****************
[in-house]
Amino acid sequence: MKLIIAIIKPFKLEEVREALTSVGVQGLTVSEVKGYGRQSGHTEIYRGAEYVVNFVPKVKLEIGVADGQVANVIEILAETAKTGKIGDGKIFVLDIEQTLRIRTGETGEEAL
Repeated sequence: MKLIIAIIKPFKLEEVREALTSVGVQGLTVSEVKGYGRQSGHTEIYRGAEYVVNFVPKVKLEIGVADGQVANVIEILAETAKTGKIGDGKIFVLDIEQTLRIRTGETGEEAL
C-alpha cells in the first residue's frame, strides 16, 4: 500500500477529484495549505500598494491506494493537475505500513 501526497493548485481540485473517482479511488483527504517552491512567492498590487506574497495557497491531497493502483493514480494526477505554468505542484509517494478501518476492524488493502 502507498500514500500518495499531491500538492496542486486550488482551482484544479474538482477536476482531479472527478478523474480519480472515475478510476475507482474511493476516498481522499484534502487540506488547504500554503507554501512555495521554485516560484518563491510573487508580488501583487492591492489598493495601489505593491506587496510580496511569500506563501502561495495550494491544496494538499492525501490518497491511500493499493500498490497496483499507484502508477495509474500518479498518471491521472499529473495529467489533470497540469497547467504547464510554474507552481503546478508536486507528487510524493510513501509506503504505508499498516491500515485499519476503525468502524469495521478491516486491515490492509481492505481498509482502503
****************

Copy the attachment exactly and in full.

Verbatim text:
[in-house]
Amino acid sequence: MKLIIAIIKPFKLEEVREALTSVGVQGLTVSEVKGYGRQSGHTEIYRGAEYVVNFVPKVKLEIGVADGQVANVIEILAETAKTGKIGDGKIFVLDIEQTLRIRTGETGEEAL
Repeated sequence: MKLIIAIIKPFKLEEVREALTSVGVQGLTVSEVKGYGRQSGHTEIYRGAEYVVNFVPKVKLEIGVADGQVANVIEILAETAKTGKIGDGKIFVLDIEQTLRIRTGETGEEAL
C-alpha cells in the first residue's frame, strides 16, 4: 500500500477529484495549505500598494491506494493537475505500513 501526497493548485481540485473517482479511488483527504517552491512567492498590487506574497495557497491531497493502483493514480494526477505554468505542484509517494478501518476492524488493502 502507498500514500500518495499531491500538492496542486486550488482551482484544479474538482477536476482531479472527478478523474480519480472515475478510476475507482474511493476516498481522499484534502487540506488547504500554503507554501512555495521554485516560484518563491510573487508580488501583487492591492489598493495601489505593491506587496510580496511569500506563501502561495495550494491544496494538499492525501490518497491511500493499493500498490497496483499507484502508477495509474500518479498518471491521472499529473495529467489533470497540469497547467504547464510554474507552481503546478508536486507528487510524493510513501509506503504505508499498516491500515485499519476503525468502524469495521478491516486491515490492509481492505481498509482502503